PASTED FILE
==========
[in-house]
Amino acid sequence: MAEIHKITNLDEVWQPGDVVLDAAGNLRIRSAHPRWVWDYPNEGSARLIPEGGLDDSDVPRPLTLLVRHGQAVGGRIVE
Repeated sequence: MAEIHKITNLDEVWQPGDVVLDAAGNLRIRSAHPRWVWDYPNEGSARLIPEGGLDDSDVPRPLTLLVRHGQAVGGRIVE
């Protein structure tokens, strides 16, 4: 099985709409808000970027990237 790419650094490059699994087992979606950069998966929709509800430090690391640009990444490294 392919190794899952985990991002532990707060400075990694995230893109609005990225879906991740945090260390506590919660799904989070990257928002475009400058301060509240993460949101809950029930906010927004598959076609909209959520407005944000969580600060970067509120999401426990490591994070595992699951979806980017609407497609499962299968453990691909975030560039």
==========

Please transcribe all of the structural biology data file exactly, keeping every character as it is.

[in-house]
Amino acid sequence: MAEIHKITNLDEVWQPGDVVLDAAGNLRIRSAHPRWVWDYPNEGSARLIPEGGLDDSDVPRPLTLLVRHGQAVGGRIVE
Repeated sequence: MAEIHKITNLDEVWQPGDVVLDAAGNLRIRSAHPRWVWDYPNEGSARLIPEGGLDDSDVPRPLTLLVRHGQAVGGRIVE
């Protein structure tokens, strides 16, 4: 099985709409808000970027990237 790419650094490059699994087992979606950069998966929709509800430090690391640009990444490294 392919190794899952985990991002532990707060400075990694995230893109609005990225879906991740945090260390506590919660799904989070990257928002475009400058301060509240993460949101809950029930906010927004598959076609909209959520407005944000969580600060970067509120999401426990490591994070595992699951979806980017609407497609499962299968453990691909975030560039």